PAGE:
ARTICLE 150 Code of Civil Proceedings: “WHO STATES MUST PROVE”

The client of Schelstraete sold in June 2017 a horse with a 3 for the radius bone for an amount of € 6.000,-. The horse had no other defect or stable vices. Agreed was that the buyer would first pay an amount of € 5.000,- to the client and after one month, when the horse is still healthy, he would pay the remaining € 1.000,-. In August 2017 the buyer paid the remaining amount and picked up the horse at the yard of the client.

The client and the buyer agreed that the buyer could temporary borrow the saddle of the client because the buyer had no suitable saddle for the horse at that moment.

Not suitable as a dressage horse

In September a veterinarian examined the horse. The horse was lame. In October the buyer informed the client that the horse was suffering from the following defects:

  1. Tense and dangerous behaviour;
  2. The stable vice weaving;
  3. Problems in the hindquarters
  4. Cushing disease;
  5. Lameness on four legs.

The buyer annuled the sale and purchase agreement in November 2017 primary based on error (“dwaling”) and subsidiary annulled the sale and purchase agreement based on non-performan (“wanprestatie”). The horse would not meet the sale and purchase agreement because it was not suitable as a dressage horse.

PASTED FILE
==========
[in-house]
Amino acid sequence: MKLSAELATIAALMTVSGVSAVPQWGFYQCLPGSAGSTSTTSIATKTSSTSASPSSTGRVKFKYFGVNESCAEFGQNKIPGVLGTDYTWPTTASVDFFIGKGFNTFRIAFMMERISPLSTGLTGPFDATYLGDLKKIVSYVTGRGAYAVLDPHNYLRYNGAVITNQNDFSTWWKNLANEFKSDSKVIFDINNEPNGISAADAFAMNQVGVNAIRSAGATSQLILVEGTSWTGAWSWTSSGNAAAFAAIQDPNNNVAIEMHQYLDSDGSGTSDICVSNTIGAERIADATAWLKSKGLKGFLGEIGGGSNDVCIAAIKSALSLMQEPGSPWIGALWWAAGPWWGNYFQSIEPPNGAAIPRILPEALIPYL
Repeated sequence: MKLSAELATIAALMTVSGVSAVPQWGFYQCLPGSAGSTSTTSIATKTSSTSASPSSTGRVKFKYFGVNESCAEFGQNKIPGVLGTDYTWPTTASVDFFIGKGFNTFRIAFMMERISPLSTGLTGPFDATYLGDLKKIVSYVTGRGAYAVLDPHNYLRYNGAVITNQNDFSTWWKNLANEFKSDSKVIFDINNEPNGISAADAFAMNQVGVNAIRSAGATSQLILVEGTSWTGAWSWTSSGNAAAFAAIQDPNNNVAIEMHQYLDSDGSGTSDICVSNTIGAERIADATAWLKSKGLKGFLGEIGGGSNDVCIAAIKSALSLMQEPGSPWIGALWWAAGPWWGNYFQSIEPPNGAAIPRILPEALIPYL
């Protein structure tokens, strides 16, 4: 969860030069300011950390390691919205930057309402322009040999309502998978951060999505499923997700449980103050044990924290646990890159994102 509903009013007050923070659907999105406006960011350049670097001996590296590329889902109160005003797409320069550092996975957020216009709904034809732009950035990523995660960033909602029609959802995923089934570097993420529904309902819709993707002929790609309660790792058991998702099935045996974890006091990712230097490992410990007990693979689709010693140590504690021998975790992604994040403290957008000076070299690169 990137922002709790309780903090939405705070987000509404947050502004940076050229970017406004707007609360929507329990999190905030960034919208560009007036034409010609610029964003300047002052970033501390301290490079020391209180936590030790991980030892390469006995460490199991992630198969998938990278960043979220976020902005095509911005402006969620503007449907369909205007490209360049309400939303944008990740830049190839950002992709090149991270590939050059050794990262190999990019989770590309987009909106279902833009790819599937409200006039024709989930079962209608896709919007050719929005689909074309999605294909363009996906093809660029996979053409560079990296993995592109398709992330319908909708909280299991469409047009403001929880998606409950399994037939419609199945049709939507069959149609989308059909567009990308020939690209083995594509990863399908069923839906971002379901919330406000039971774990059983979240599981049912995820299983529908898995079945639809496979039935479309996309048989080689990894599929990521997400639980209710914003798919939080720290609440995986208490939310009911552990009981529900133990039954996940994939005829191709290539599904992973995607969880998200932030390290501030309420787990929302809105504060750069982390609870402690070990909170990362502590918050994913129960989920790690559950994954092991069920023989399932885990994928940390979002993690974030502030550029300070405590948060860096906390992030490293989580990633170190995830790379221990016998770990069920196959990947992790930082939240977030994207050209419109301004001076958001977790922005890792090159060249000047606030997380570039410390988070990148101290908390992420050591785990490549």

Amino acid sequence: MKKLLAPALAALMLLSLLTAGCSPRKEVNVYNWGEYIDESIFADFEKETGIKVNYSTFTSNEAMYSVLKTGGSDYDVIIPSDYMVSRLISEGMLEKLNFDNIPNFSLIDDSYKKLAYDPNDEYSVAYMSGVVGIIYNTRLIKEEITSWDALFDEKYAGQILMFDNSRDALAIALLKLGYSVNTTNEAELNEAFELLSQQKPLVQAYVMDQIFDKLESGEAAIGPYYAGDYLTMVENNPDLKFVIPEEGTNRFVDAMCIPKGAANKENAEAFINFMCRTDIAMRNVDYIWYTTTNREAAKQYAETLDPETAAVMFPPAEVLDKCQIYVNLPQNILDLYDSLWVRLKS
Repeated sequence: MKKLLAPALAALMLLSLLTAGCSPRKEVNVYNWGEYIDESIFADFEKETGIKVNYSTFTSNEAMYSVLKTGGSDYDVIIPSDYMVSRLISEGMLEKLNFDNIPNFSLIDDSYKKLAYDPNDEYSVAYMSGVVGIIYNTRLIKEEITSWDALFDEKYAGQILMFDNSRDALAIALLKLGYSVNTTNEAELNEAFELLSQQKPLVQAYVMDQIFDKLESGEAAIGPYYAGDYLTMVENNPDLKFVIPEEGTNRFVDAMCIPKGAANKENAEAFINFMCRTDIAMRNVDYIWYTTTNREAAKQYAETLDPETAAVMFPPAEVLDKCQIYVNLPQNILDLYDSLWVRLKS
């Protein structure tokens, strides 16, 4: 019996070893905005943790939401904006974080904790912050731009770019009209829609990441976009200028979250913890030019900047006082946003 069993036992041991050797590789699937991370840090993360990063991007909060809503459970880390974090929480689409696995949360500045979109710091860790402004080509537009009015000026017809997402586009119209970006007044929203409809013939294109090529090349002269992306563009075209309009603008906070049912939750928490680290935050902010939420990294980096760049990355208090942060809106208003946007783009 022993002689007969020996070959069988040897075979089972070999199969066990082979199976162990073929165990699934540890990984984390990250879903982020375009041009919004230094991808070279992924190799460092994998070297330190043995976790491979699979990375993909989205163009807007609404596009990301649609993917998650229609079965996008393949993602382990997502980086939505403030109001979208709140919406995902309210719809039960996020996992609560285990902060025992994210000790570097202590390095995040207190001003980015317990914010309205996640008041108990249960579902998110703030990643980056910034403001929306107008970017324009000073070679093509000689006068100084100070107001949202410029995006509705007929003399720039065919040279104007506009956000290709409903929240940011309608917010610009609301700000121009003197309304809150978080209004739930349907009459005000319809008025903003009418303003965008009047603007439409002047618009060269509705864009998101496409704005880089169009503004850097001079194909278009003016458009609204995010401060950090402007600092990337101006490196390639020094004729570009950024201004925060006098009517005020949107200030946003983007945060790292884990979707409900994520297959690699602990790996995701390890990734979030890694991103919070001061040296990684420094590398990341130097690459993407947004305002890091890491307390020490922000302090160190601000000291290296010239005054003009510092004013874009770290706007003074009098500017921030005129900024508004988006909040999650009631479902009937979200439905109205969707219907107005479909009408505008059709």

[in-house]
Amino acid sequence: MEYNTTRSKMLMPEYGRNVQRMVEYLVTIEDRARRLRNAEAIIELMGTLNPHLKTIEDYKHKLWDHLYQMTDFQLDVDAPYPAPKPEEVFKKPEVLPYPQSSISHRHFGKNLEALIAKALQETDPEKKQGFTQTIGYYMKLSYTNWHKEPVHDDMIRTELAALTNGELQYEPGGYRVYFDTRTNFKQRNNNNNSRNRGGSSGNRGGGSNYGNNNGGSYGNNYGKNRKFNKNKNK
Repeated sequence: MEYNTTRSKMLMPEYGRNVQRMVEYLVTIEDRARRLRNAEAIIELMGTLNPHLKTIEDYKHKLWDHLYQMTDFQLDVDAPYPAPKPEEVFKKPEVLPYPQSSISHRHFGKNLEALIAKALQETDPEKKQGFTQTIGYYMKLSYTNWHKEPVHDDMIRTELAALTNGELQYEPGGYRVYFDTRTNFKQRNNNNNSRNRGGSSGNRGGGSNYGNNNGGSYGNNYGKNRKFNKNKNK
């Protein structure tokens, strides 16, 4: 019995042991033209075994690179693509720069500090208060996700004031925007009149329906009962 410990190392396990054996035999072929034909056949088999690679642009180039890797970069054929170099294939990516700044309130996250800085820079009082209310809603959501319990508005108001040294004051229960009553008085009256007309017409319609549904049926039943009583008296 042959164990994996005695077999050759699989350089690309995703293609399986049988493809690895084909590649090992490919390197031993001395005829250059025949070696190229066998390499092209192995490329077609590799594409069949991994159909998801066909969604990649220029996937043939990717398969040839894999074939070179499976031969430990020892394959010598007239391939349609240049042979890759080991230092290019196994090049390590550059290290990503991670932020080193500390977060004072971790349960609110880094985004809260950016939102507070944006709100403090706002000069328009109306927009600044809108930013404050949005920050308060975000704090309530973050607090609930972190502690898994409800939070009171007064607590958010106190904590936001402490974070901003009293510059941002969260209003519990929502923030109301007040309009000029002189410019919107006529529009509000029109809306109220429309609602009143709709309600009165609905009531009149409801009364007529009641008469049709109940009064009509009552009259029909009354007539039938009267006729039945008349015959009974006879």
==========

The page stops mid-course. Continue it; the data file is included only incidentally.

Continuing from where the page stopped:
Borrowed saddle

In the meantime the client also claimed damages from the buyer because there was a huge crack in the saddle. The cliënt claimed issuing of the saddle and a compensation of € 726,00 for the costs for repair.

Interlocutory judgment of the Court

The Court ruled in an interlocutory judgment of 4 October 2018 that the buyer insufficiently motivated the first three defects. The same applies to the fourth defect, the cushing disease. The buyer had to present the results from the lab to an expert, for example a veterinarian.

The lameness on four legs, the fifth defect, was not in dispute between the client and the buyer. The horse is lame and cannot be used as a dressage horse. The question was if  (the cause of) the lameness was already there during the delivery of the horse. The Court ruled that there was not enough documentation / prove available so he allowed buyer top roof this statement to appoint an expert. That stage was not reached because the buyer did not pay the retainer for the expert.

The buyer already returned the saddle to the client during the hearing so the claim of the client for issuing the saddle was rejected. The claim for damages for the costs for repair were rejected too because the client could not prove that the buyer caused the huge crack in the saddle.

Final judgment of the Court

Because the proof of the buyer about the statement that the (cause of the) lameness was already there at the moment of the delivery of the horse was insufficient, the claim of the buyer was rejected by a final judgment of 12 June 2019.

The party relying on facts, must (normally) prove these facts. As you can see, this is not as easy as it seems like.

Do you need assistance in a case like this? Schelstraete is happy to help you!

This client was represented by Luc Schelstraete & Joëlle Bongers. │+31 (0)13 511 44 20

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